Wind turbines are huge. If a manager has an employee who’s developing an overinflated sense of self importance, they need only to take them to a wind farm to remind them of how small they are.
Wind farms are one of my favorite sights out here on the road. Equally impressive is seeing the pieces of the turbines being hauled from factory to farm.
The biggest windfarm I’ve seen was in north west Texas. Nolan County has more than 1000 turbines, according to sweetwatertexas.org. Wyoming, New Mexico, Colorado, Indiana, California and Nebraska are a few other states boasting windfarms and many of them are producing a serious amount of electricity. Fortune.com says wind energy is closing the gap on fossil fuels in cost effectiveness. Solar is still behind wind energy. Of course, both solar and wind energy vary in their cost depending on where you are. The way I figure it, the more options we have, the better.
That’s all for now, friends. Until next time, drive safely 🙂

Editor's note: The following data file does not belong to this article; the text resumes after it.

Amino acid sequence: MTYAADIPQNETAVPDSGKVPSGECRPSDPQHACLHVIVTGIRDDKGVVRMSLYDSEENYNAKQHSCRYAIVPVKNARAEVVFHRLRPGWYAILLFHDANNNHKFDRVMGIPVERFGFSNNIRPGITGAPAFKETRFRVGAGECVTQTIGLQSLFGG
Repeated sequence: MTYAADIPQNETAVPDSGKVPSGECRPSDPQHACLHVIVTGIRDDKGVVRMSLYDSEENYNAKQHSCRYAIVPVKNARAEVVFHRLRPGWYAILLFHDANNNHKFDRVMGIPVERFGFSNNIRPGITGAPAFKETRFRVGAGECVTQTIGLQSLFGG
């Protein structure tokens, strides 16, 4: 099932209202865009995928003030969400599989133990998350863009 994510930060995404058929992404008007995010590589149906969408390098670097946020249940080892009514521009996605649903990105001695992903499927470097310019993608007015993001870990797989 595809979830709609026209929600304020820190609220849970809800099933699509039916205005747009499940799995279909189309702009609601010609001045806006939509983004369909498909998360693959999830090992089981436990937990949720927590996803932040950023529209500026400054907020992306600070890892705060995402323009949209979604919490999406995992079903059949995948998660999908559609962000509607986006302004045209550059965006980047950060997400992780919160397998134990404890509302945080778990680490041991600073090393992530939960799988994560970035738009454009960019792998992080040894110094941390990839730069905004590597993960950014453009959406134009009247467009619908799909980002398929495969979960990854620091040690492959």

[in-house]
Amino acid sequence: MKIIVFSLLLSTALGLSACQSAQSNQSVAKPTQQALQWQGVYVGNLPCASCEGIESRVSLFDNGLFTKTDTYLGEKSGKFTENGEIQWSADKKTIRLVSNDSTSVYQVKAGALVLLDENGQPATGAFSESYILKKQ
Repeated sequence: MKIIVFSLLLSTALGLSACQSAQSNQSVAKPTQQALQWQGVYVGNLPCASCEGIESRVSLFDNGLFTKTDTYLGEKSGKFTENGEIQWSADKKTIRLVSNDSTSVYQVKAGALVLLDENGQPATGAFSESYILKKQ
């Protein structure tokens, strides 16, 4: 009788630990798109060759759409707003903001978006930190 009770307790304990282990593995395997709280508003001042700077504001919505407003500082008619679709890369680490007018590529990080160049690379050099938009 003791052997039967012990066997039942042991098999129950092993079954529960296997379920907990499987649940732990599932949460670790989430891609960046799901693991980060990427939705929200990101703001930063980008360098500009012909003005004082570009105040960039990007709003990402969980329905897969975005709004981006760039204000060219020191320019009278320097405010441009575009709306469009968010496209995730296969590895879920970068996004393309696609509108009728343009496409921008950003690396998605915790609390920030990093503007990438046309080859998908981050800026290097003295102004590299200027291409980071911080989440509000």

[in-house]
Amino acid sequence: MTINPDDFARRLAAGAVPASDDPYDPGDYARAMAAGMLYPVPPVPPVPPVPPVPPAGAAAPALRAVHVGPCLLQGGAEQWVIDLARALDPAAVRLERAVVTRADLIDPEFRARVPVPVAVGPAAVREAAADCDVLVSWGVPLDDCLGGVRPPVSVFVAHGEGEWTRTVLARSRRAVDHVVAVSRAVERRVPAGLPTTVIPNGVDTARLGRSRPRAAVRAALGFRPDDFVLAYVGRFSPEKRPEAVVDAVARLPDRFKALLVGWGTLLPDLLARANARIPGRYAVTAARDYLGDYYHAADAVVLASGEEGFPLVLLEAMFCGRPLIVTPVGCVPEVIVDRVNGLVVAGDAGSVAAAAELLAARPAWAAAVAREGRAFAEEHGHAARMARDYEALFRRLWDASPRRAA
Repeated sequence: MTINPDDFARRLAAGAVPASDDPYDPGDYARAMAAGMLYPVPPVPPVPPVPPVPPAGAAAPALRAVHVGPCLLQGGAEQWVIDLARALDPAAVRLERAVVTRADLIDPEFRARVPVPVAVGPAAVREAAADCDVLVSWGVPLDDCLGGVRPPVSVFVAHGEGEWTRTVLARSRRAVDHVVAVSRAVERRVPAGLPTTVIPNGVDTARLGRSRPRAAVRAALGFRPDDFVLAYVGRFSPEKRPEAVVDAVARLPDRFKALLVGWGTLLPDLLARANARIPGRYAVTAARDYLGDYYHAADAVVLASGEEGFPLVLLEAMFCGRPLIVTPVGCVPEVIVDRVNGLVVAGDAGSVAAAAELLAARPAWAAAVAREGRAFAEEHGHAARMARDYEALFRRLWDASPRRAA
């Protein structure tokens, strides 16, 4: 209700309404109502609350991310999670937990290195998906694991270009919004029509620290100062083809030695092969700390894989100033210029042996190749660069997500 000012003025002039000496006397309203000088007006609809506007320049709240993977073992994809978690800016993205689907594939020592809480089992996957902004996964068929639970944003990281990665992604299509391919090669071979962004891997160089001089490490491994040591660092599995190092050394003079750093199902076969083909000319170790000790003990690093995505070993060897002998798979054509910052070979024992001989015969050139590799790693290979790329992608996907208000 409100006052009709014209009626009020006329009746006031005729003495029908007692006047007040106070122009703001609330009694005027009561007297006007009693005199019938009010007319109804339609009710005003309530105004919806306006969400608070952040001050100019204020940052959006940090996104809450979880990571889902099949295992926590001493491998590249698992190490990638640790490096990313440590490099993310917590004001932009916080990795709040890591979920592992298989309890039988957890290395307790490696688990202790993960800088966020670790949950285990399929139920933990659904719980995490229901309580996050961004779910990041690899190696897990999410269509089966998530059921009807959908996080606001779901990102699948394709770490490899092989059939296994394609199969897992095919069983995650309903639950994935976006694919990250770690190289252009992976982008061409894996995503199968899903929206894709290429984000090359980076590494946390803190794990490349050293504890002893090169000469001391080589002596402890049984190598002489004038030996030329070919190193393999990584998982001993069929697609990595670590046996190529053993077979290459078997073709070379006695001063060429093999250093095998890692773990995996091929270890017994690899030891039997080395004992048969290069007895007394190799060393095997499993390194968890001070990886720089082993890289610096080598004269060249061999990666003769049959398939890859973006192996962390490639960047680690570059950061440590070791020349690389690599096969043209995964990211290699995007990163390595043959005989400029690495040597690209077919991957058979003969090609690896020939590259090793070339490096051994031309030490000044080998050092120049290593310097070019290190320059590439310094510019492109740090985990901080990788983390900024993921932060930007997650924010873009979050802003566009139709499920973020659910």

Yesterday morning we were cruising past hardwood trees covered in tiny, new leaves. The temperature was 65°F as we watched the northwest Texas scenery speed past. This evening we are sitting in Colorado Springs watching snow fall and it’s 21°F. I decided I prefer the Texas weather, so I’m highlighting a rest area we visited in that state recently.
Located in Gray County, Texas, this particular rest area highlights wind energy and features an old windmill and informative displays inside.
Situated around the outside of the building are seating areas with overhangs resembling teepees.
Signs warning visitors to watch for snakes were a bit sobering. I obeyed willingly.
Desert grasslands surrounded the area and a telescopic viewing machine was available for seeing what was farther out. I saw a house, but, thankfully, no snakes.
Unlike many rest areas we see, this one had plenty of truck parking.
Our initial reason for stopping was a bathroom break. We found the facilities modern and well kept. This rest area was definitely a nice bit of oasis along a highway in one of many parts of Texas where the continuous sight of wide open ranchland can get old.
Until next time readers, drive safely out there 😀